While these developments certainly offer new opportunities for Africa, commentators have expressed concerns that using a significant portion of the aid budget to boost trade and investment could increase inequalities within and across countries, thereby compromising the significant strides made in the past in achieving poverty reduction and pro-poor growth. Allied to this an important, and often overlooked aspect of development cooperation, is the role played by remittances. The World Bank estimates that over three times as much finance flows into African countries through remittances than through development aid. Home to a large migrant population, the UK is the 10th largest source of remittances worldwide. The fall in the value of the pound will have an adverse effect on these. And the UK’s migration policy post-Brexit will most likely have an even more significant impact if the noises coming from Downing Street are anything to go by. Let us not forget what prompted Brexit in the first place. In 2015, then Foreign Secretary (and now Chancellor) Philip Hammond claimed that the UK’s number one priority was to find a way to make it easier to send would-be asylum seekers home. Prime Minister May has repeatedly committed to tackling illegal migration. Last week, she went one step further in proposing an end to free movement “once and for all”, allowing only highly skilled migrants into the UK. Many countries who are heavily reliant on remittances (e.g. Senegal where 14 per cent of its GDP comes from remittances; or Liberia (27 per cent of GDP)) are likely to suffer the inevitable consequences.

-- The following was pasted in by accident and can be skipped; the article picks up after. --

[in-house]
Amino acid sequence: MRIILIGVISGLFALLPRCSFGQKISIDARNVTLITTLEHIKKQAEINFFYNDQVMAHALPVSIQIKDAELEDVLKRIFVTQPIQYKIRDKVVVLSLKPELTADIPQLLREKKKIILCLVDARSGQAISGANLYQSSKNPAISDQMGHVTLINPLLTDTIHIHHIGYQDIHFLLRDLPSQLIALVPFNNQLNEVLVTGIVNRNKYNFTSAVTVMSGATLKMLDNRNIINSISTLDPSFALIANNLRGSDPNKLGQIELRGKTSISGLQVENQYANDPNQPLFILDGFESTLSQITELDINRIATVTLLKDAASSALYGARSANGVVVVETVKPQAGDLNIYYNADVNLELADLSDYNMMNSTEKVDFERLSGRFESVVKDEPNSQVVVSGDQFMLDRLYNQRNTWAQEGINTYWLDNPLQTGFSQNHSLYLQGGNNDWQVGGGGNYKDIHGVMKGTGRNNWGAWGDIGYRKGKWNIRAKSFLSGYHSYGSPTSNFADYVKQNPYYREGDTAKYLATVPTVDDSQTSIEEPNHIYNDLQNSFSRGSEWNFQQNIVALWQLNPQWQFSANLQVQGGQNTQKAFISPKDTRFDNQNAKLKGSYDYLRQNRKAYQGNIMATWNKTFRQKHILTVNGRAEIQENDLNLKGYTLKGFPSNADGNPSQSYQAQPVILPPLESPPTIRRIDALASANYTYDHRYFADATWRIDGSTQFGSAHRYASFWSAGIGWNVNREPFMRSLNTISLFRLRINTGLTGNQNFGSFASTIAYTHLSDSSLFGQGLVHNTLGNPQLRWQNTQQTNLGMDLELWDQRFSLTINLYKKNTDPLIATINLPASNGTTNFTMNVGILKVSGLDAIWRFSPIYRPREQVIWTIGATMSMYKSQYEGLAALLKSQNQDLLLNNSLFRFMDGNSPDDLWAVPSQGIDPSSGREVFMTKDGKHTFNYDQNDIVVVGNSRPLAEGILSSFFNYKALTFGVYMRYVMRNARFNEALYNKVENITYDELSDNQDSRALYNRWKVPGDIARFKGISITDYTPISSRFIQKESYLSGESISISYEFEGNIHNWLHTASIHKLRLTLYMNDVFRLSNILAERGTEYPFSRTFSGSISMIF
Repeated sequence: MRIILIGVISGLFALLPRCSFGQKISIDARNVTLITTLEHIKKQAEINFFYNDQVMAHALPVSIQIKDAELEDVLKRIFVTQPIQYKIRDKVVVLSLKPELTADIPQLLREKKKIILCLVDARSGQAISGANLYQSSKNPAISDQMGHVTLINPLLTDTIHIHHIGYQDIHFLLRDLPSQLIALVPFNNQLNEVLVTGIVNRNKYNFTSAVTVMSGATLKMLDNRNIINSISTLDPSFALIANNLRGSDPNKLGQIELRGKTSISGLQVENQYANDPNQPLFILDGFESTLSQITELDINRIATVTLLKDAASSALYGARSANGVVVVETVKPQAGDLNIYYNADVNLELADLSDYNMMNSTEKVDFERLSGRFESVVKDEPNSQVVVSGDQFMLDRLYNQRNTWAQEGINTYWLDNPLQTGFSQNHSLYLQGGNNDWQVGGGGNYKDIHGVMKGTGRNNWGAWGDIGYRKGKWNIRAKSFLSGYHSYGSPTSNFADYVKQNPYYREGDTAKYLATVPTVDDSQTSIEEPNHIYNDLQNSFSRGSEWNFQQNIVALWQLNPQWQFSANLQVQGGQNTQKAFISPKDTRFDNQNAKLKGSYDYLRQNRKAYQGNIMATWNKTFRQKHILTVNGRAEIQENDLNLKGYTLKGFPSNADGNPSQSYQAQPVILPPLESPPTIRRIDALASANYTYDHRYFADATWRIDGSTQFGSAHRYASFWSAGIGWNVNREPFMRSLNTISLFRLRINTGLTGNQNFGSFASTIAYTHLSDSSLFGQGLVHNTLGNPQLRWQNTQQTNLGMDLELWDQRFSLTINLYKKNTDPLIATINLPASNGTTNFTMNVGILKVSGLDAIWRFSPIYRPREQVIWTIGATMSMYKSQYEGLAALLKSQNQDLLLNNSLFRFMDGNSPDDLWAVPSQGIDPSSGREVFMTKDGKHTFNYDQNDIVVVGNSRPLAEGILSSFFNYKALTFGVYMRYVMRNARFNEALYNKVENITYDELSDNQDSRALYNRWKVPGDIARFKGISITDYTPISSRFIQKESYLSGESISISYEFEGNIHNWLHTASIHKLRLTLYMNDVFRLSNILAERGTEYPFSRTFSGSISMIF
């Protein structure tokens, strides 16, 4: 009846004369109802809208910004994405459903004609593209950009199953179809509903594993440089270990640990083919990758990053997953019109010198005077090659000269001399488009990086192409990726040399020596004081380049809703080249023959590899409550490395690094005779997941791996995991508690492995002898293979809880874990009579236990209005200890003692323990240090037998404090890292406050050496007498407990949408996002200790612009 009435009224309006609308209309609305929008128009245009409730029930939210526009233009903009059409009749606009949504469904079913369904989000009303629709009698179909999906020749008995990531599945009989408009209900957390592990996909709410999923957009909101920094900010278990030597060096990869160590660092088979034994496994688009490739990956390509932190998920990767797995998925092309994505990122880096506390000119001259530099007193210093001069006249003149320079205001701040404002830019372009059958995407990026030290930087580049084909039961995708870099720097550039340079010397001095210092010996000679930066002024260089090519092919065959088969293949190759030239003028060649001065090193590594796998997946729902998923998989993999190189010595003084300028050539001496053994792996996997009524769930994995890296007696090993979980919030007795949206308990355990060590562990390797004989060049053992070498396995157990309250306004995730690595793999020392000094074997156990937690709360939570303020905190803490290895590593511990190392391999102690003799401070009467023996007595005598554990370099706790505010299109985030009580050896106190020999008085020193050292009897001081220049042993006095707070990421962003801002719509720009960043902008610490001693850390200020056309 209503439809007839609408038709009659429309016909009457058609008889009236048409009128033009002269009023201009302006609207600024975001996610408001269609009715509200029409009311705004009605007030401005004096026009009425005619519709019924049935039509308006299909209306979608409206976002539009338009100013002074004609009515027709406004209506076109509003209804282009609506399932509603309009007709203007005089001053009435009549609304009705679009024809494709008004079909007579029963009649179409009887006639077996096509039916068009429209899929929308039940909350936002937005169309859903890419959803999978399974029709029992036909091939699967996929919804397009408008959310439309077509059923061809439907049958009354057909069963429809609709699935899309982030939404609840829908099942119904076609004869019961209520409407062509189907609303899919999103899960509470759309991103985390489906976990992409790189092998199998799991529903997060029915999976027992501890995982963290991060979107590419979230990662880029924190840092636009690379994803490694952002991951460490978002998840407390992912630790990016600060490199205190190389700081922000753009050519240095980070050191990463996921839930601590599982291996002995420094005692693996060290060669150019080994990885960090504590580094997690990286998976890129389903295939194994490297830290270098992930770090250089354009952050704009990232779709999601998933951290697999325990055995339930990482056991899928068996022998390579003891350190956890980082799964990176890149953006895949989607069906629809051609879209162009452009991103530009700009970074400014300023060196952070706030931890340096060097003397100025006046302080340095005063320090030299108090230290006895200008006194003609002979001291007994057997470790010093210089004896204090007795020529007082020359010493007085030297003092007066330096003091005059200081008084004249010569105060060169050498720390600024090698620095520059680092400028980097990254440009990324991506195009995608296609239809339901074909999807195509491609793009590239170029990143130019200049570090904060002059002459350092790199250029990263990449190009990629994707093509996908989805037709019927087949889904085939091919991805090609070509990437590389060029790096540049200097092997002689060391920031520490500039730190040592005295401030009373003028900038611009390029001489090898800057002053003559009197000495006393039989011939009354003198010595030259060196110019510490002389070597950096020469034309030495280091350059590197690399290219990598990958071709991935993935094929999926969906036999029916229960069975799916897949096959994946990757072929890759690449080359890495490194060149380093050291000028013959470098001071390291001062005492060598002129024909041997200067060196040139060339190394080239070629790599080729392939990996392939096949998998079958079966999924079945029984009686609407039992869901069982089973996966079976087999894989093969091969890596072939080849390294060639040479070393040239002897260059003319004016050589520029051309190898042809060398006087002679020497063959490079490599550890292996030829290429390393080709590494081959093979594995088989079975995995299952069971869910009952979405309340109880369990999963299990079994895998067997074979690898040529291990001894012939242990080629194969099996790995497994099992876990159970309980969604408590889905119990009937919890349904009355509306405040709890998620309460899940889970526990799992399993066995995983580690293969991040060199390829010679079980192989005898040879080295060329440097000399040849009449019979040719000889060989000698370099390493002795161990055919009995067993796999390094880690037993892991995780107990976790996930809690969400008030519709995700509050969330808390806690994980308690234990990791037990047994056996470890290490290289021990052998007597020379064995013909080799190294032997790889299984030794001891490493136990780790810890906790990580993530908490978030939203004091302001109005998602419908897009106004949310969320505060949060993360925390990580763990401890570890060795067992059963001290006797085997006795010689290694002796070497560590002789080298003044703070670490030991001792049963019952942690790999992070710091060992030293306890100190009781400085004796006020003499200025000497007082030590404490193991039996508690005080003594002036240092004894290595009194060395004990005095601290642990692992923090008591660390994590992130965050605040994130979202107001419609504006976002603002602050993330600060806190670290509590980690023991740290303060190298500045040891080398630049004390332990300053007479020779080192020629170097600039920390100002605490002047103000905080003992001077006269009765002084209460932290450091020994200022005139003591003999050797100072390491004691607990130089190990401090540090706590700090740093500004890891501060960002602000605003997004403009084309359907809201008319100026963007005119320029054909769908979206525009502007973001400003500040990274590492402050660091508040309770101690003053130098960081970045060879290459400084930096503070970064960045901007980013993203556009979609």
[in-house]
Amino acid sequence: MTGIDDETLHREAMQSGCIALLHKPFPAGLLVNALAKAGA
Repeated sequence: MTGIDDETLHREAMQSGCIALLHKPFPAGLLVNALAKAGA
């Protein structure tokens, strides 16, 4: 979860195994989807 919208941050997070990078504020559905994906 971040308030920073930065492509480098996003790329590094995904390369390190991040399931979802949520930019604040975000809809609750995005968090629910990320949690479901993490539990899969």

Overall therefore, while the UK’s post-Brexit strategy for Africa would seem to offer important opportunities in trade and investment, a win-win outcome for all parties, most notably the continent’s poor, appears less likely. It would certainly be a shame to undo the significant progress made in the areas of poverty reduction and pro-poor growth in the past, most notably when we are now learning that this very investment is one of the key factors underpinning the success of some of the continent’s fastest growing economies.


Niamh Gaynor is an Associate Professor at Dublin City University, specialising in the politics of inequality and development, citizen participation and democracy, and evolving forms of governance, both formal and informal. Niamh has worked in DCU since 2008. Previously she worked in international and community development in Africa and Ireland. Niamh’s research specialises in how social and political inequalities come to be produced and reproduced. Her work to date has focused on exploring the conditions under which more marginalised groups and communities wield an influence at local and national levels.

Niamh Gaynor will participate in the DCU Brexit Institute event on Brexit and International Development Cooperation in Dublin on 11 October 2018. More information here.